Seal tight, ventilate right

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Dear Pat: Now that winter is here, I’d like to make my home more comfortable by keeping cold air out. I’m planning to have a contractor inspect and seal air leaks. However, a neighbor mentioned that I could seal up my home too much and cause ventilation problems. Is this true? — Tricia

Dear Tricia: You’re certainly on the right track. Sealing air leaks is usually one of the best energy-efficiency investments a homeowner can make. A typical home leaks, on average, about half of its air every hour, which is like having your kitchen window open all day, every day. Sealing air leaks can also eliminate drafts that keep your home from being cozy.

However, it is possible to seal up some homes so “tight” that they have little ventilation, which can contribute to indoor air quality problems or a build-up of moisture. The challenge is to achieve the best home performance and energy savings while maintaining air quality. The first step to take is to eliminate or reduce indoor air pollutants such as smoke or chemicals. Experts then recommend sealing air leaks as much as possible and installing mechanical ventilation as needed. Simple mechanical ventilation can be controlled and consistent as opposed to “natural” ventilation from air leaks, which can result in a home being too drafty in more extreme weather and not ventilated enough in milder weather.

The best way to inspect your home for air leaks is to hire a contractor or energy auditor who will conduct a blower-door test, which uses a powerful fan to measure the air infiltration rate. During the test, the contractor will be able to locate and seal air leaks. After sealing, the contractor can measure the resulting air infiltration rate and talk with you about any ventilation needs. There is no simple way to determine how much mechanical ventilation your home will need — it depends on a combination of factors, including the rate of airflow into your home, what kind of climate you live in, the layout and occupancy of your home and whether there are other indoor air quality concerns such as radon or combustion appliances like gas furnaces.

Mechanical ventilation systems allow for controlled air movement and a rate of ventilation in your home on quality and appropriate levels of moisture. Generally, newer homes that have been sealed well and manufactured homes have the greatest need for mechanical ventilation.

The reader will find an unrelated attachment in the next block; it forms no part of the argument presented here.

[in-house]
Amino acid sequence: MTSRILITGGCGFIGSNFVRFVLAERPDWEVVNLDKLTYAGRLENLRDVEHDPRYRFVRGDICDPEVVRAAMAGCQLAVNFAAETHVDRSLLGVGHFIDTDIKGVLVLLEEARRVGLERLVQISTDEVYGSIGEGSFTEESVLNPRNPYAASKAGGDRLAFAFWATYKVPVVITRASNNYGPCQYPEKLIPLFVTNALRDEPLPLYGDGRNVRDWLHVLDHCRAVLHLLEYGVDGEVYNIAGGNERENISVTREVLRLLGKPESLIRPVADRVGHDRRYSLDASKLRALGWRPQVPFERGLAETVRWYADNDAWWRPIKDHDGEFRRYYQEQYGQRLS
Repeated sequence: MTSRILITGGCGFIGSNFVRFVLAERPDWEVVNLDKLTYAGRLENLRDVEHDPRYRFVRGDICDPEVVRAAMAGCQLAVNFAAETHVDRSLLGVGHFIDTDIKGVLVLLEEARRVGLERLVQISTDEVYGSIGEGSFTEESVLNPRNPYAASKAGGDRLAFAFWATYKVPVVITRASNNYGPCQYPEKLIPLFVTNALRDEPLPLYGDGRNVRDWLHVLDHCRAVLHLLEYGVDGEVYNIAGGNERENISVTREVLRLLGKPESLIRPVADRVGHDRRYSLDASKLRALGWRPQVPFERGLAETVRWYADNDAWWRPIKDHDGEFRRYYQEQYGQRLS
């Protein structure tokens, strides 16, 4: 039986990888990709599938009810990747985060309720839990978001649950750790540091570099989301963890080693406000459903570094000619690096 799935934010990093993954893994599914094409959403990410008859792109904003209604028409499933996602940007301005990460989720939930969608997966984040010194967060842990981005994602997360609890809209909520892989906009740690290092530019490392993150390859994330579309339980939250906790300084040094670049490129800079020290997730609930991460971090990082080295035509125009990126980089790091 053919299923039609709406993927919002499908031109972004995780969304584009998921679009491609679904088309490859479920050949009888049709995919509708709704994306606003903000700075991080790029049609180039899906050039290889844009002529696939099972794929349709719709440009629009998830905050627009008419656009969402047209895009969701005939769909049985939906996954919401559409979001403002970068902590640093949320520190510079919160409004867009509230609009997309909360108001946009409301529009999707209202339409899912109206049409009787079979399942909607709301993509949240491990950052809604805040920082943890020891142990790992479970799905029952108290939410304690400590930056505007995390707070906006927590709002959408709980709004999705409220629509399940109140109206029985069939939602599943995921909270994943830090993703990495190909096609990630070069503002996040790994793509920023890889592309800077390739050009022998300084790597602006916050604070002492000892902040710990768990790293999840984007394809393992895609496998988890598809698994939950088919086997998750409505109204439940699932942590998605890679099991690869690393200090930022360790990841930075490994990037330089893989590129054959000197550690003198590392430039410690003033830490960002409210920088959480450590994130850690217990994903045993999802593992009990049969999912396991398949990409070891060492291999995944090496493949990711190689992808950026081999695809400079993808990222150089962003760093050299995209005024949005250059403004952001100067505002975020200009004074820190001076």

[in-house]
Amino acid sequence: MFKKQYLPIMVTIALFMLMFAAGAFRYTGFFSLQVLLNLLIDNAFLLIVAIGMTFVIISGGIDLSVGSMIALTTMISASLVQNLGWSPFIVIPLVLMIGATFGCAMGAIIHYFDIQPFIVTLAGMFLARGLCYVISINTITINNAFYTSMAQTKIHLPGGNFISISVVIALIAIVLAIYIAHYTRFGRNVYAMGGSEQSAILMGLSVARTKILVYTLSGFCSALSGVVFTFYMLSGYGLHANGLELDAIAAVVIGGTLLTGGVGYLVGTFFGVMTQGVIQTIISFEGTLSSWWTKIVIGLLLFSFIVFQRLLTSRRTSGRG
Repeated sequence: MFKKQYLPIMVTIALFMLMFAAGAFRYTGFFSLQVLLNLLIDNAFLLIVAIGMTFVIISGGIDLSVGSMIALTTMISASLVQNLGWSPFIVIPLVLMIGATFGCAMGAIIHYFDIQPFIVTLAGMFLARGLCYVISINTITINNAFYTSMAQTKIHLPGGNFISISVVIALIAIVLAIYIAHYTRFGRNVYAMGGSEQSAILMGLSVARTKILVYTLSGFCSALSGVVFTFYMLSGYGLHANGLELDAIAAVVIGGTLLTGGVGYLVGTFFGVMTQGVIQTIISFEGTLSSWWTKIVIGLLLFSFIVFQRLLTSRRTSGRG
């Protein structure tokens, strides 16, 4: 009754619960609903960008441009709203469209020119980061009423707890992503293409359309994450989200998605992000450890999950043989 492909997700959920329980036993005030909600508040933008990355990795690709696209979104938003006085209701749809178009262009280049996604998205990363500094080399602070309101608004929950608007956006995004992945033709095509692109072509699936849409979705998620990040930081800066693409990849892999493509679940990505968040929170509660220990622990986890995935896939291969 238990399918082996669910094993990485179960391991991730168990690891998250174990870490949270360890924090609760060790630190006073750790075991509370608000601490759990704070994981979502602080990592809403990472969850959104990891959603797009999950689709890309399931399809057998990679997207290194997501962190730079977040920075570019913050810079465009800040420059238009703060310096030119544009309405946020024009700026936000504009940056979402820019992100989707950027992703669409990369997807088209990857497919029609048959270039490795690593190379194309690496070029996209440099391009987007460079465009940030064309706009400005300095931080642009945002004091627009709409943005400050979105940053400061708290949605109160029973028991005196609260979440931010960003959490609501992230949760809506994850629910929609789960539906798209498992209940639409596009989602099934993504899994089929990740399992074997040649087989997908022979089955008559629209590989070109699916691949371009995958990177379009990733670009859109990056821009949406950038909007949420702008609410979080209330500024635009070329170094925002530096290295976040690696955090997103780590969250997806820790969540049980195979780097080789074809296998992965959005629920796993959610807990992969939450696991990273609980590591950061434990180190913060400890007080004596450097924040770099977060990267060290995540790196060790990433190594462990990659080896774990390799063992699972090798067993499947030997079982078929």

There are two primary categories of mechanical ventilation. Many people are familiar with spot ventilation systems — these are the fans you find above your oven range, in your laundry room, in your bathroom and perhaps above a garage workshop. They focus on removing moist air and indoor air pollutants at the source. Generally, these fans only work when you turn them on, but you can install condensation sensors or humidistats so the fans will turn on whenever they sense a higher moisture content in the air. Keep in mind that running these fans constantly can take too much heated or cooled air out of your home, increasing your energy bills.

Whole-house ventilation circulates air throughout the home and introduces the right amount of outside air. There are four categories of whole-house ventilation systems; determining which method is best for you will depend on your home’s needs, your budget and your climate:

  • Exhaust ventilation systems: Fans pull air out of your home, which increases infiltration from the outside either through air leaks or vents.
  • Supply ventilation systems: Fans bring outside air into your home.
  • Balanced ventilation systems: Both supply and exhaust fans circulate air into and out of the home.
  • Energy recovery ventilation systems: Fans, combined with heat exchangers, modulate the temperature and humidity of incoming air into your home.

Talk with an energy auditor or home performance contractor about whether you need additional mechanical ventilation, and if so, which system would work best for your living space.


About Author

Partick J. Keegan

Patrick Keegan writes on consumer and cooperative affairs for the National Rural Electric Cooperative Association, the Arlington, Va.-based service arm of the nation’s 900-plus consumer-owned, not-for-profit electric cooperatives. He brings over 30 years of energy-related experience at the local, state, national, international, and non-profit level. His experience spans residential and commercial energy efficiency and renewables.

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